Last weekend I “celebrated” the one year anniversary of my first concussion. In the last twelve months, I fought hard in my rehabilitation, addressed my body alignment issues, learned to skate again, and trained to be strong once more. Then it all came crashing down with a second concussion and a still unresolved ankle cyst. That is more than enough material to inspire some soul searching.
When I started inline speed skating in 2006, my life revolved around daily workouts, annual racing calendars, and multi-year long term training goals. I was not aware of it at the time, but somewhere along the way, I transformed from physically active individual to highly disciplined athlete. Oddly enough, I did not see myself as the latter. I only thought I exercised a bit more than most people so that I could do well at races (and enjoy hearty meals yet not turning into a whale). Being competitive is fun. Achieving goals is fulfilling. I love that feeling of wanting something so badly that I force myself through fatigue and disappointment to ultimately triumph. In hindsight, that obsession is a quality shared by many athletes.
Wiser friends often advise me to relax and enjoy the journey. Some retired from competing on their own terms while others were cut short due to career ending injuries. I still have a tough time grasping this idea. How to strike a balance between the hunger to succeed but still relax enough to smile through the experience? How to step back just enough to declare “I want it! p.s. but not too much”? Can both attitudes coexist effectively instead of watering each other down?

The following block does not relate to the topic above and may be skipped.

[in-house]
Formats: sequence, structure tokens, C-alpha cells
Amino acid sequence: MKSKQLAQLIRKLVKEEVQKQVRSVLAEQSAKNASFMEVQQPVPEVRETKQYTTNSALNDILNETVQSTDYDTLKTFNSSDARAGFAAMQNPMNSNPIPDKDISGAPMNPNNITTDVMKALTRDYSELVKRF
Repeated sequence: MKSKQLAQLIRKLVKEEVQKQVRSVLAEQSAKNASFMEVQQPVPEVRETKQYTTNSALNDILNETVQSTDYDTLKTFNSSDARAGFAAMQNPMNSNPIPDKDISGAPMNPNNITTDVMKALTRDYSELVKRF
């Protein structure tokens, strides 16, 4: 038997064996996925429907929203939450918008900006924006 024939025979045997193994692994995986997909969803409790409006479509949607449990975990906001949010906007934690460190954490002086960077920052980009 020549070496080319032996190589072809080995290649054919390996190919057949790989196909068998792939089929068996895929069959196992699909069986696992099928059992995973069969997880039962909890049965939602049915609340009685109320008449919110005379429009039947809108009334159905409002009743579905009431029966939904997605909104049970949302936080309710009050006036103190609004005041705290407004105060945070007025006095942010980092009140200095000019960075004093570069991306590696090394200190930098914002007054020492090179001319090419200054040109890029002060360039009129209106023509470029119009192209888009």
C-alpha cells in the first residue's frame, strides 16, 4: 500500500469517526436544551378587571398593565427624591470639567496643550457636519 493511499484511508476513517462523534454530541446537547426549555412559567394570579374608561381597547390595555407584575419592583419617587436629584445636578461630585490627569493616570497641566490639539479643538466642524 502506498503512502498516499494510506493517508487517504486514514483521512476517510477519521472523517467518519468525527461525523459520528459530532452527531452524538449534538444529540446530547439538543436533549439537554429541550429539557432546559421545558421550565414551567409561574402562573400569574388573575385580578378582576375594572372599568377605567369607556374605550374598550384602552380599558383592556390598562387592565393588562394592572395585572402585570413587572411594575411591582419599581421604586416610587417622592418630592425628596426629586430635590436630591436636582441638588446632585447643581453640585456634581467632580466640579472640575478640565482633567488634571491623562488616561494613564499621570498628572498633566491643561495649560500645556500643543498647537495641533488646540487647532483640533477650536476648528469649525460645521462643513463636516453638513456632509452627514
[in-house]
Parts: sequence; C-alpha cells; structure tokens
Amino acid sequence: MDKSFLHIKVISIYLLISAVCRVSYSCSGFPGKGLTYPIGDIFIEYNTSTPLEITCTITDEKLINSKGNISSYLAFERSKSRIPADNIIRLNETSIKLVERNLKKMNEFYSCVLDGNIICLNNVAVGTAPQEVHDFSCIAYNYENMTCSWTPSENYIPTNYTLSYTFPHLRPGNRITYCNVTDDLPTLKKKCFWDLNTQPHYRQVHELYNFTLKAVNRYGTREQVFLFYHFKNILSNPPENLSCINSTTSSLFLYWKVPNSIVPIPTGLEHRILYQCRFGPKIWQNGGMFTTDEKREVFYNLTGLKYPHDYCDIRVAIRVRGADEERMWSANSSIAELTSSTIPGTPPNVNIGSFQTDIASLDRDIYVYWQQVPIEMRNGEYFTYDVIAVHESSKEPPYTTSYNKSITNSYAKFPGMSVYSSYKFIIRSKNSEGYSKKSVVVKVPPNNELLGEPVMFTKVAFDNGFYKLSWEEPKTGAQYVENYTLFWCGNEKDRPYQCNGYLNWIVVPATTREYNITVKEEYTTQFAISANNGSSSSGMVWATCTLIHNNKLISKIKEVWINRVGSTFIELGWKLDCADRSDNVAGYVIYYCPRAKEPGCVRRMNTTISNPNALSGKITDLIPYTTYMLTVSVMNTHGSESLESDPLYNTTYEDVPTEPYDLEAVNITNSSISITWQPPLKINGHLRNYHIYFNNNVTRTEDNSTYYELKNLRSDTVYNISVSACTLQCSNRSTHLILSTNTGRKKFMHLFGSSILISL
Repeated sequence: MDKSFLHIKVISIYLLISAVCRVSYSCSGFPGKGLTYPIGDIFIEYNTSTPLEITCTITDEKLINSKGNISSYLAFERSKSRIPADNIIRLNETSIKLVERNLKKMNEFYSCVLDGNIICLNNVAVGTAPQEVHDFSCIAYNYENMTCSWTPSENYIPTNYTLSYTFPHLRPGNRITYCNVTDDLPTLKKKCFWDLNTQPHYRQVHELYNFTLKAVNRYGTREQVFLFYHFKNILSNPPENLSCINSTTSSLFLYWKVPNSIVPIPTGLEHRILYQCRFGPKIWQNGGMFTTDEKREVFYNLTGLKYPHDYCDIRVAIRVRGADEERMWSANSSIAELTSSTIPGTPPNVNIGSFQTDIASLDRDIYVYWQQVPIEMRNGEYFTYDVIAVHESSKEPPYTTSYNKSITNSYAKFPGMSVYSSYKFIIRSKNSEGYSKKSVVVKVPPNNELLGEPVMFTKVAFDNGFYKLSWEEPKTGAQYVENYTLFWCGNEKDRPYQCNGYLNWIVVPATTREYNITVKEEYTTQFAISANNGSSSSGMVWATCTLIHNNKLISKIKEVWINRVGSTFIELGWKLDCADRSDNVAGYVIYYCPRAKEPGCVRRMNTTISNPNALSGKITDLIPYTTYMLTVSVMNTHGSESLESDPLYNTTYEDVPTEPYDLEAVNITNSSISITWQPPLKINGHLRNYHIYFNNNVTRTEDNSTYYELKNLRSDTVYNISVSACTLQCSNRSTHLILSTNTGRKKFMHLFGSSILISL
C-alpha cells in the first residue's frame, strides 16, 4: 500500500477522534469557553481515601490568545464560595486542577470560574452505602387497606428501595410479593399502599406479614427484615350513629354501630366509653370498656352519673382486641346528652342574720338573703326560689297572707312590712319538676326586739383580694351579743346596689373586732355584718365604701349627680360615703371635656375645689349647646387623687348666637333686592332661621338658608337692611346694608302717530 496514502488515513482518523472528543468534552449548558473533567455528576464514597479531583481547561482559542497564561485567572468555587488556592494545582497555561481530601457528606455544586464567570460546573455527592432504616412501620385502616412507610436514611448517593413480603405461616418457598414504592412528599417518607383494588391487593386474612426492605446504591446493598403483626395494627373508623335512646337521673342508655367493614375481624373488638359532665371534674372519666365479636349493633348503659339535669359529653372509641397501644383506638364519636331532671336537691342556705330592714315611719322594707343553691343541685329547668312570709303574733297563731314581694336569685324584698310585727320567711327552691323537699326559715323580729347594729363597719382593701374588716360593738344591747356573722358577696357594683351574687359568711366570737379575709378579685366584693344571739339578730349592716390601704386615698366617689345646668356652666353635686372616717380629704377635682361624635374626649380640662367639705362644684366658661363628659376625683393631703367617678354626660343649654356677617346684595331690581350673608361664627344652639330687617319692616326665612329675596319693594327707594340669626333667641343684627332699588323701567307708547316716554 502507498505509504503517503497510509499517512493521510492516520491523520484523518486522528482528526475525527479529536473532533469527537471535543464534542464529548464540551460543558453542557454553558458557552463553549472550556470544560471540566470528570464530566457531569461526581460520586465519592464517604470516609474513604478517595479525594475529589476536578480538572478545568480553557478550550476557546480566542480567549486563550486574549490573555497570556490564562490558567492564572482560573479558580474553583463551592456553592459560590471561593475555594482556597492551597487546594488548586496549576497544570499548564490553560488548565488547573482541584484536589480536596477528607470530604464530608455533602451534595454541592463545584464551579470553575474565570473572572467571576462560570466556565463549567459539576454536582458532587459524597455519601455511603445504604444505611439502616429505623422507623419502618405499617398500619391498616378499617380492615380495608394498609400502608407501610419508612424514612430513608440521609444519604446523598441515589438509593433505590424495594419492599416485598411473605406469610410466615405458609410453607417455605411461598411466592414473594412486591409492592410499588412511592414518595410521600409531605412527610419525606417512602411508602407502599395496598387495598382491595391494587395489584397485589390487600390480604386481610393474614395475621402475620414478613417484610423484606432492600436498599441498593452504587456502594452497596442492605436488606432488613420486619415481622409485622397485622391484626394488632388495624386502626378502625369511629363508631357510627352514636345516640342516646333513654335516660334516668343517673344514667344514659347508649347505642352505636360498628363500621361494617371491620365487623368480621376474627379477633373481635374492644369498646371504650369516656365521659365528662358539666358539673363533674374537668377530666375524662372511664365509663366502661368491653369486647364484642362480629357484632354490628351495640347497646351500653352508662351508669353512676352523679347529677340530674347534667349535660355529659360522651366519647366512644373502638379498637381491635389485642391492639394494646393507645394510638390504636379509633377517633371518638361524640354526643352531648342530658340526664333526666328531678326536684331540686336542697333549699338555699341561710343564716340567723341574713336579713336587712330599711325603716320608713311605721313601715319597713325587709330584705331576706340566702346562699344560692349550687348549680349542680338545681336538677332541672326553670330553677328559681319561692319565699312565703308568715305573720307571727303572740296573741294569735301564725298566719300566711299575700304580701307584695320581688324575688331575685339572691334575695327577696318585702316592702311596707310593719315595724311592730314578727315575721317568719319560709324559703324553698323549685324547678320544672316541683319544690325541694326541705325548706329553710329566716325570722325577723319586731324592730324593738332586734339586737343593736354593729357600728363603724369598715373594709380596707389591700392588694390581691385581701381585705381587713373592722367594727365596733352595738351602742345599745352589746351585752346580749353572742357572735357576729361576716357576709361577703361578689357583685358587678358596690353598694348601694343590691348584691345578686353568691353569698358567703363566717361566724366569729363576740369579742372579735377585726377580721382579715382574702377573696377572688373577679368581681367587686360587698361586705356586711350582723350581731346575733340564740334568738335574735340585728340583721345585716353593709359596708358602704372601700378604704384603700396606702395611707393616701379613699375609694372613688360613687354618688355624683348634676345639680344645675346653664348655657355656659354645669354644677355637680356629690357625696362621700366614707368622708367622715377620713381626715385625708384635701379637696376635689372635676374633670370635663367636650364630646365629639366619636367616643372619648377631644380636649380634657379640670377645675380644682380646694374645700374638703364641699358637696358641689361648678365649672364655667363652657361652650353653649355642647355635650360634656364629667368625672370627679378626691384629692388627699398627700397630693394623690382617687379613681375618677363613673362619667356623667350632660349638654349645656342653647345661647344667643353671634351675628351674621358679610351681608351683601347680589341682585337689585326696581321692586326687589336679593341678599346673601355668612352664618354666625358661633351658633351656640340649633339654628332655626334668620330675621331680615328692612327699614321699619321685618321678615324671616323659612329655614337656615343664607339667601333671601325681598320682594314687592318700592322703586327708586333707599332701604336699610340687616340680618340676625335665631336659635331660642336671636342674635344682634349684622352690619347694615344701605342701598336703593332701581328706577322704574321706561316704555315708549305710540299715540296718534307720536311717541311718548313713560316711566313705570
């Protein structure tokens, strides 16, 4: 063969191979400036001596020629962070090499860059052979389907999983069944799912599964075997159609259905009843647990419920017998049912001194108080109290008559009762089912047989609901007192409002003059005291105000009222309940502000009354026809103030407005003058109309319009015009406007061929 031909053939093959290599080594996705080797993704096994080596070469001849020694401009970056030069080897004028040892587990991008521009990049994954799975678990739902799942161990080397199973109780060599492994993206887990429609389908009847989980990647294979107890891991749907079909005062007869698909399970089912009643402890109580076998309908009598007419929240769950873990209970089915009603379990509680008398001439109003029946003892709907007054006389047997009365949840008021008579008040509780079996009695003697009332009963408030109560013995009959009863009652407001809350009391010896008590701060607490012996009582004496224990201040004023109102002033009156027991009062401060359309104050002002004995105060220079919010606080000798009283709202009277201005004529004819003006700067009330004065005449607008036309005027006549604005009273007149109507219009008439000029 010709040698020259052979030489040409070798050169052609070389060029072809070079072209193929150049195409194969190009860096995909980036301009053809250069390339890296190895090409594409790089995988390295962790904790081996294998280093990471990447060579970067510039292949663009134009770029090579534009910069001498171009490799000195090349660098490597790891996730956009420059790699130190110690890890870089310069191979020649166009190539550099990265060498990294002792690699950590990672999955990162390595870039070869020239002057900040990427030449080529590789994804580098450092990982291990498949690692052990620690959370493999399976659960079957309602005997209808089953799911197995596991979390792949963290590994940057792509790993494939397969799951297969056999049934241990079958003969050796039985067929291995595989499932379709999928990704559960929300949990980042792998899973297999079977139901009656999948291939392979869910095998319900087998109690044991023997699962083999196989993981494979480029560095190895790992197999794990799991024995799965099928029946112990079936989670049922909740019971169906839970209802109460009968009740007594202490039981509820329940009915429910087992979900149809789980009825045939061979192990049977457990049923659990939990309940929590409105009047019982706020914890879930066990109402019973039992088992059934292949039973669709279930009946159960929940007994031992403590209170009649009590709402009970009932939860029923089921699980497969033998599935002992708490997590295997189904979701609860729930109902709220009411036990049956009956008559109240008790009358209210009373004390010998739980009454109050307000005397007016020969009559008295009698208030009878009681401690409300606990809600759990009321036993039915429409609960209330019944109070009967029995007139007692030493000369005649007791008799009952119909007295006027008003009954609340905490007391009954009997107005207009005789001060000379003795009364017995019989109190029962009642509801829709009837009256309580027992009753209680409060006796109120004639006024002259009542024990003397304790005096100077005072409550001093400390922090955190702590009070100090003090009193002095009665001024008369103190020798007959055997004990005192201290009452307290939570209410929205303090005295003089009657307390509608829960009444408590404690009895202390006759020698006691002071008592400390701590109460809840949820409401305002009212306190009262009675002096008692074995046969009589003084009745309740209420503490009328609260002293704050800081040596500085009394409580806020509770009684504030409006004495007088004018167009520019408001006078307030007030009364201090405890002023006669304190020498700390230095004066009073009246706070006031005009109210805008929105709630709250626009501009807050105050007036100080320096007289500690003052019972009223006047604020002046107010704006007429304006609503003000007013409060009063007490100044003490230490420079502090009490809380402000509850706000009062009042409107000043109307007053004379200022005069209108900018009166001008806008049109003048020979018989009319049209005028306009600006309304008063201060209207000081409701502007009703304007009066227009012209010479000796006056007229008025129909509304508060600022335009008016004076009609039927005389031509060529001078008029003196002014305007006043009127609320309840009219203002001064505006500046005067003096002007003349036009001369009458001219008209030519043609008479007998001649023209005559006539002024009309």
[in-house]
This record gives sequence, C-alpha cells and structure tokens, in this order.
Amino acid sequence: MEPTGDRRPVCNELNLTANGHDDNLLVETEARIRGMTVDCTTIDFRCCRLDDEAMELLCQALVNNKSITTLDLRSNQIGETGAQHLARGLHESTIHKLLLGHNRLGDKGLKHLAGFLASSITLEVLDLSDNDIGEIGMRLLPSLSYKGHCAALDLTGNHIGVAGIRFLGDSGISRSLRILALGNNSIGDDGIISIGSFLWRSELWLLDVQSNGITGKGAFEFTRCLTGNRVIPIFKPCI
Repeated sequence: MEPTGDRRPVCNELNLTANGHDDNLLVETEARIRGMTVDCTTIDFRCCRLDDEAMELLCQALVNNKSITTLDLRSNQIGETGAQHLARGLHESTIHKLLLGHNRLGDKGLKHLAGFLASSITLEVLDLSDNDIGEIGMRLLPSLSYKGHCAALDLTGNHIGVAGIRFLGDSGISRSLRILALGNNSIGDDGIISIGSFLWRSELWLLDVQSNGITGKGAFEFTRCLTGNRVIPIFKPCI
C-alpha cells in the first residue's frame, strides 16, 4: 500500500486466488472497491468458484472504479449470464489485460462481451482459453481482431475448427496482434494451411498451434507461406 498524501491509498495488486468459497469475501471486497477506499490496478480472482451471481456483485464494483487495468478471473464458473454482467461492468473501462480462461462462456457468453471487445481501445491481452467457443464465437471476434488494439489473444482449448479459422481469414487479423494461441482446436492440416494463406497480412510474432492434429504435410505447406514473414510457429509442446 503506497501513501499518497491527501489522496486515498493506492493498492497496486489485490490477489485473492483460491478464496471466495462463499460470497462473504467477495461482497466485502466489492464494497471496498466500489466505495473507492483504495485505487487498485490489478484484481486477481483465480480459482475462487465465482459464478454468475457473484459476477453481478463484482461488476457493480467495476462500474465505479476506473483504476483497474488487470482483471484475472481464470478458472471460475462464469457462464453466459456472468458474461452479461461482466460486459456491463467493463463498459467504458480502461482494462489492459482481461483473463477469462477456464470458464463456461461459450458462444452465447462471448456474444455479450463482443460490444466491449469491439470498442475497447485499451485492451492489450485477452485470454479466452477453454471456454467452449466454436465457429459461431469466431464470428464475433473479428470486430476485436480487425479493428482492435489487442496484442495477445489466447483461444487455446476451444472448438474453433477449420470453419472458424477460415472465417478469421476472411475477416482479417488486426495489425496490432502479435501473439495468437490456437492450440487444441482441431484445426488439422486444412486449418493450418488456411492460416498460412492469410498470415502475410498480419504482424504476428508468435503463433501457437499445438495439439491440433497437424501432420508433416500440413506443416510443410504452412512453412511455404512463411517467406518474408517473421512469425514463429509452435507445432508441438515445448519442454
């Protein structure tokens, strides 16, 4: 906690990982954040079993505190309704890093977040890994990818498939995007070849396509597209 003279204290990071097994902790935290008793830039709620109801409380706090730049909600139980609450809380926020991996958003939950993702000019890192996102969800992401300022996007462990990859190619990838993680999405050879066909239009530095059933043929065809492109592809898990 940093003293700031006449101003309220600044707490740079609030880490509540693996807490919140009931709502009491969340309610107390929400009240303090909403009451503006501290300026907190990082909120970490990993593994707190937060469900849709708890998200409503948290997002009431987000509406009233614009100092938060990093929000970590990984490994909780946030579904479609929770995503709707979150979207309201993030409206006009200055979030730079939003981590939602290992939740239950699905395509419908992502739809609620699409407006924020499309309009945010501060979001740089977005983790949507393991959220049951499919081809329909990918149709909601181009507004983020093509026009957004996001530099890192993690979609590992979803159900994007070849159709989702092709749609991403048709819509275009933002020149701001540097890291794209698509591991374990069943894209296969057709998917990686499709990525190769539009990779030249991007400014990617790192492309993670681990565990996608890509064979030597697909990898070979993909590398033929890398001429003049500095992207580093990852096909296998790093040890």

I wish I have an answer to that. The jury is still out if my latest title ought to include former athlete or I am only slogging through a particularly dim stretch of my journey. Thankfully, angst and self-pity faded away months ago. Of course I am upset—a large part of my identity has been lost or at least put on hold. How can I consider myself an athlete if there is no estimate of when I will return to training with a purpose?
At the same time, I have little reasons to complain. I am blessed with relatively good health. I do not live with chronic pain. I am not suffering from terminal, debilitating, or incurable disease. Just because I cannot travel down the pavement with unbridled freedom and speed does not give me a license to whine.
I gained much in the last year as well. Friends and family swaddled me with love and support. They showed me in no uncertain terms that they care. I challenged myself with workouts I previously shunned. I broadened my culinary horizon by experimenting with dieting and attending more food-related events in my city. My life has been enriched in different ways, not unlike the dish of “fettuccine" “alfredo” you see here.
There was no pasta nor cheese even though it looked the part. This appetizing dinner was in fact a nest of roasted spaghetti squash, cashew cream seasoned with nutritional yeast, smoked salmon, and dill. I learned that cutting a spaghetti squash in half length-wise was the shortcut to choppy little strands. I finally discovered why vegetarians rave about cashew cream for so long. I found out nutritional yeast tasted much better than its name would suggest. Fettuccine alfredo it was not but I appreciated the beauty of this anti-inflammatory friendly dinner in its own way.
I am not an athlete right now and I am okay with it.